The findings of a new study published in the Journal of Alzheimer’s Disease by a team of researchers at Columbia University allow doctors to predict the time it will take for an Alzheimer’s patient to move into a nursing care setting.
“The decline in Alzheimer’s varies from one person to another, but what we show is we can take information about a patient and based on that we can predict how long it will be until they require nursing care,” says researcher Dr. Yaakov Stern in an interview with Columbia University Medical Center News.
The method used captures data from an single doctor’s visit, rather than detailed neurological information that has been relied upon in the past for similar predictions.
“Until now, some methods of predicting the course of Alzheimer’s have required data not obtained in routine clinical practice, such as specific neuropsychological or other measurements, and have been relatively inaccurate. This method is more practical for routine use,” Nikolaos Scarmeas, MD, a study co-author and associate professor of neurology in the Taub Institute and the Sergievsky Center told CUMC News. “It may become a valuable tool for both physicians and patients’ families.”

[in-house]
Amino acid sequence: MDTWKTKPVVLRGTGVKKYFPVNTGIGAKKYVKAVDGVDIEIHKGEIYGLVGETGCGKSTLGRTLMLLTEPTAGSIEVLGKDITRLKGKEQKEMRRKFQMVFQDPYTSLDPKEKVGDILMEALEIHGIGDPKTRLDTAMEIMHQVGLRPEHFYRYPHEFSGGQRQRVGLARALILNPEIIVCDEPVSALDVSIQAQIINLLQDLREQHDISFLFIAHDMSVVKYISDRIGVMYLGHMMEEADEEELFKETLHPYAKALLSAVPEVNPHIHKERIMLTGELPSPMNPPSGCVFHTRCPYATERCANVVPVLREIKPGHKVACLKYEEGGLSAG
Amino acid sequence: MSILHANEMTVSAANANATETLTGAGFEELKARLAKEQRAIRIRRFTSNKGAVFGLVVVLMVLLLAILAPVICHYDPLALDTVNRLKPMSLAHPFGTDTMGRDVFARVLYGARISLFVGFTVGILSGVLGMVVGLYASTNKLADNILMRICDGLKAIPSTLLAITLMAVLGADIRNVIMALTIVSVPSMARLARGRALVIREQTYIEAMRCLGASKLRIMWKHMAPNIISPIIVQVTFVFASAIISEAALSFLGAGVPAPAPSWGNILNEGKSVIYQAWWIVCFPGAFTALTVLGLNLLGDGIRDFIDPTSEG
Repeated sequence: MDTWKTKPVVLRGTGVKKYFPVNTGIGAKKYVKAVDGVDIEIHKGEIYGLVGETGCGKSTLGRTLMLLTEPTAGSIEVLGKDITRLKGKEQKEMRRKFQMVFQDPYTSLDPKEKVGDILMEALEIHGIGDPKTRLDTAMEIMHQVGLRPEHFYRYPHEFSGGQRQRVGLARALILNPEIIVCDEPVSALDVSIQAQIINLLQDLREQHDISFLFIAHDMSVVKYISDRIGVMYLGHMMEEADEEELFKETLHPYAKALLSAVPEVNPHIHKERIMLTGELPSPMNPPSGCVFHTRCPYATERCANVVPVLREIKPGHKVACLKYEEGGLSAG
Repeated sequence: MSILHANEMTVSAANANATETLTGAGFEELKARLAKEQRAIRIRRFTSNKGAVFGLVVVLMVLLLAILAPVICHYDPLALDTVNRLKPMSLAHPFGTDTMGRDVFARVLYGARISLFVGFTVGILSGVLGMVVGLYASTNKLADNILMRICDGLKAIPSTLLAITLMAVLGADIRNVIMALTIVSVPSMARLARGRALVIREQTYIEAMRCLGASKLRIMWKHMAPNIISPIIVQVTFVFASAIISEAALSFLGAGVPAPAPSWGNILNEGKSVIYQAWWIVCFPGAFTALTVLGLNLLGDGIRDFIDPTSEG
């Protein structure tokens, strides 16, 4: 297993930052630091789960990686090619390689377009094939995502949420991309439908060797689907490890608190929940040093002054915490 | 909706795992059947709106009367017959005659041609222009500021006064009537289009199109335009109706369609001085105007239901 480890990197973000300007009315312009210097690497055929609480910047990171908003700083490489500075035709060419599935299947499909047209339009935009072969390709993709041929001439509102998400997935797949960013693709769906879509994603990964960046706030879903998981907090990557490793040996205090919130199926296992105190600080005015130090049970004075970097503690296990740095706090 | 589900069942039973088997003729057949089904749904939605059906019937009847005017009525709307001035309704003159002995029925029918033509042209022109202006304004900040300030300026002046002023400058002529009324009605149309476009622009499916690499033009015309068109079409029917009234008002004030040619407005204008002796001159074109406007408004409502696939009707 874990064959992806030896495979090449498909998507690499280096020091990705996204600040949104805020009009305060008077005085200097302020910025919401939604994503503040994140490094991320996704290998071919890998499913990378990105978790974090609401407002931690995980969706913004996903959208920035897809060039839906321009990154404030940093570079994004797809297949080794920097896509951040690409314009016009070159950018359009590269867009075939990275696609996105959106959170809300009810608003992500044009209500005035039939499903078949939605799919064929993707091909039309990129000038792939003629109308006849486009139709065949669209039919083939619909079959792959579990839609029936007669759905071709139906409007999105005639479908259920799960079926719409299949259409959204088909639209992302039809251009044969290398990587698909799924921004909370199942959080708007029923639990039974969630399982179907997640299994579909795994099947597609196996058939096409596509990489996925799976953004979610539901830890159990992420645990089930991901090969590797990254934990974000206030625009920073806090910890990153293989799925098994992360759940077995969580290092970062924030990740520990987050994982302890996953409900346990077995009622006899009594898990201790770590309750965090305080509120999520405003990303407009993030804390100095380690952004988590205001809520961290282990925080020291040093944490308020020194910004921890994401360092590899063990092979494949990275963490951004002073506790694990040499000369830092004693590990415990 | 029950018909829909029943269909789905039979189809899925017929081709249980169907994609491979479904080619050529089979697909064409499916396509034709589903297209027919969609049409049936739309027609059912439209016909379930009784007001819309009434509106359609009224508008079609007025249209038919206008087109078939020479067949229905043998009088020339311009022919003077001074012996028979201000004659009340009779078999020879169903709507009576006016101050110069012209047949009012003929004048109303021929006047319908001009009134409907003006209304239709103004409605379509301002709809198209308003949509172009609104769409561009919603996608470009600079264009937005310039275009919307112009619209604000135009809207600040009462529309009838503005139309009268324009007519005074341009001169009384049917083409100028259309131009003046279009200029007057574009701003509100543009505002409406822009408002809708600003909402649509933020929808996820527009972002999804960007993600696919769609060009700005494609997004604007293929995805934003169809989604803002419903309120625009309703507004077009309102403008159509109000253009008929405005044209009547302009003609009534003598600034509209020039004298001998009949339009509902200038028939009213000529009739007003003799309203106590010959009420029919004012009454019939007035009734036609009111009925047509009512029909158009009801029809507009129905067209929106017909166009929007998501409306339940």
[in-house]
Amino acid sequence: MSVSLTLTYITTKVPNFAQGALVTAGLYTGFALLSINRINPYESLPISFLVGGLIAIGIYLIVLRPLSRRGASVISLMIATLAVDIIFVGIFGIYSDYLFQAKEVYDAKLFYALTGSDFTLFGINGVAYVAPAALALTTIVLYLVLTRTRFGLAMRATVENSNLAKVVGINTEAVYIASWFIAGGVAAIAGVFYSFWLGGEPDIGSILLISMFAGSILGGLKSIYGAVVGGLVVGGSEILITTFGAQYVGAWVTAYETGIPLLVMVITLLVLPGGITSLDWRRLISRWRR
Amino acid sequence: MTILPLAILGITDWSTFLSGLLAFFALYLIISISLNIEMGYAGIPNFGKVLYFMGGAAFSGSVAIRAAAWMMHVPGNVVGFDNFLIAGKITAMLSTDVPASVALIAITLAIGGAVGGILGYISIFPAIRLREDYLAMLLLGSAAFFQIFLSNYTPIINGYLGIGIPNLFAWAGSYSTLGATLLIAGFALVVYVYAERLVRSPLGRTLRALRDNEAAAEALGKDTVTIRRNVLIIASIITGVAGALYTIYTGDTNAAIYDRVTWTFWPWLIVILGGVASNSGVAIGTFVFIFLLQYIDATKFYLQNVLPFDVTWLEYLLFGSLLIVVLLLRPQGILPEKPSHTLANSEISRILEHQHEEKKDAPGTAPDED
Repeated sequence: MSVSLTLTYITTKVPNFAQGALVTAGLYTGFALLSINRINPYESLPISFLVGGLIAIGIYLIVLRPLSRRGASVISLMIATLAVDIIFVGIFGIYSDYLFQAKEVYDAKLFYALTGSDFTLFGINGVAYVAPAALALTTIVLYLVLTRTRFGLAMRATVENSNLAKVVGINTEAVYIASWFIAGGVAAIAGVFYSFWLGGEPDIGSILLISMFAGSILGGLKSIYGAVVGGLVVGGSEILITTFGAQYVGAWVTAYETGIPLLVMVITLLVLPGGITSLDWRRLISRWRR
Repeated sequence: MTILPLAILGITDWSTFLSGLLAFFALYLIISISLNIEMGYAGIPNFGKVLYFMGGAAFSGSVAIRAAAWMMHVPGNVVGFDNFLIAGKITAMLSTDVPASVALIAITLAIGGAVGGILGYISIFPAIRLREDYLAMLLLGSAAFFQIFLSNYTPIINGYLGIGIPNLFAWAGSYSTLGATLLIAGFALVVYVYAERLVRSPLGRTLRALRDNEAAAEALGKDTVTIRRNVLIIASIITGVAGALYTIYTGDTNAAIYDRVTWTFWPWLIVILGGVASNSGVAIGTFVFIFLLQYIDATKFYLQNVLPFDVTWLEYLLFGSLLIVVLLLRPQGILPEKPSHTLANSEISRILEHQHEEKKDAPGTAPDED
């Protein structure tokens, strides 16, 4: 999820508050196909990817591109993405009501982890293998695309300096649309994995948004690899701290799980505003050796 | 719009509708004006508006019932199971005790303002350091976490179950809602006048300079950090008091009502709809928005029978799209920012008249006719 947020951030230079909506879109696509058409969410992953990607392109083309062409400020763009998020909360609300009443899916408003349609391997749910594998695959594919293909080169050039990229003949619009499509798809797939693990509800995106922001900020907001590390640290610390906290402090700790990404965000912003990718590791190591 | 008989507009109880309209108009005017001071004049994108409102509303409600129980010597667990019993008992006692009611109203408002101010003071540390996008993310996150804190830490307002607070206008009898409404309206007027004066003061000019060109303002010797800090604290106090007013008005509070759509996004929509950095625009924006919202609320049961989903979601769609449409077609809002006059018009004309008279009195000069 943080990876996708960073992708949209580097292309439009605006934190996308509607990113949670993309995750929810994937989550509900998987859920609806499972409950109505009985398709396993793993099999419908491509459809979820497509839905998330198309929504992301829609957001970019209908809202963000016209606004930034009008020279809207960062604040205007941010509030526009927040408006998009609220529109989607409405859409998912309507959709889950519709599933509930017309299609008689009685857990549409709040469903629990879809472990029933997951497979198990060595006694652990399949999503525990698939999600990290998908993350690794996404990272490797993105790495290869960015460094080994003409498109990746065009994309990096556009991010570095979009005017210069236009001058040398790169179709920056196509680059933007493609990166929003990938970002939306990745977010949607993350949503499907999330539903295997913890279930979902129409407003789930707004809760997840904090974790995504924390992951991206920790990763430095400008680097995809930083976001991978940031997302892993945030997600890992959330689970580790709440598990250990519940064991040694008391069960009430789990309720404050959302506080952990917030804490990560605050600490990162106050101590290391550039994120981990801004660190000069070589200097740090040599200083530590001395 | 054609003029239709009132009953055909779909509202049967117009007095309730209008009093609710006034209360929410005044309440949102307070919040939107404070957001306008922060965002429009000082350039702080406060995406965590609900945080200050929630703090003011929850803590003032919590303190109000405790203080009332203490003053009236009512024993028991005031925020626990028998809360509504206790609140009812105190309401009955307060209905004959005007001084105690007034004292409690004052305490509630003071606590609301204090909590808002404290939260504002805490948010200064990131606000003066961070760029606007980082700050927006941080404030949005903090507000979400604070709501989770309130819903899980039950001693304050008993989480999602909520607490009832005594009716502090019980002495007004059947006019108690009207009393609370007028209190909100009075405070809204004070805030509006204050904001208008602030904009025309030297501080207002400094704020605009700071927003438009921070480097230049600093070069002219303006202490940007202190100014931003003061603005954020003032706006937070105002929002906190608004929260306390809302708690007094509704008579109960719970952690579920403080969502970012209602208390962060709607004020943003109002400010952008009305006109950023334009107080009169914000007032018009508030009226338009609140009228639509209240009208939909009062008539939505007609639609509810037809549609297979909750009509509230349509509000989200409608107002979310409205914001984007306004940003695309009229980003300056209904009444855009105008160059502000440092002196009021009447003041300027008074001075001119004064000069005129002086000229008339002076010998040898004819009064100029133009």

The predictions span beyond simply moving into nursing care, but also can indicate how much care, or the level of care needed.
“In addition to time to nursing home residence or death, our method can be used to predict time to assisted living or other levels of care, such as needing help with eating or dressing, or time to incontinence,” Ray Razlighi, PhD, assistant professor of neurology at CUMC and adjunct assistant professor of biomedical engineering at Columbia University told the publication.
Currently, the time between diagnosis and death for patients diagnosed at age 80 or older is three to four years, according to the Alzheimer’s Association. For those diagnosed under age 80, the life expectancy is 10 or more years.
“We can capture with this formula who will move quickly and who will move slowly,” Stern explained.
Written by Elizabeth Ecker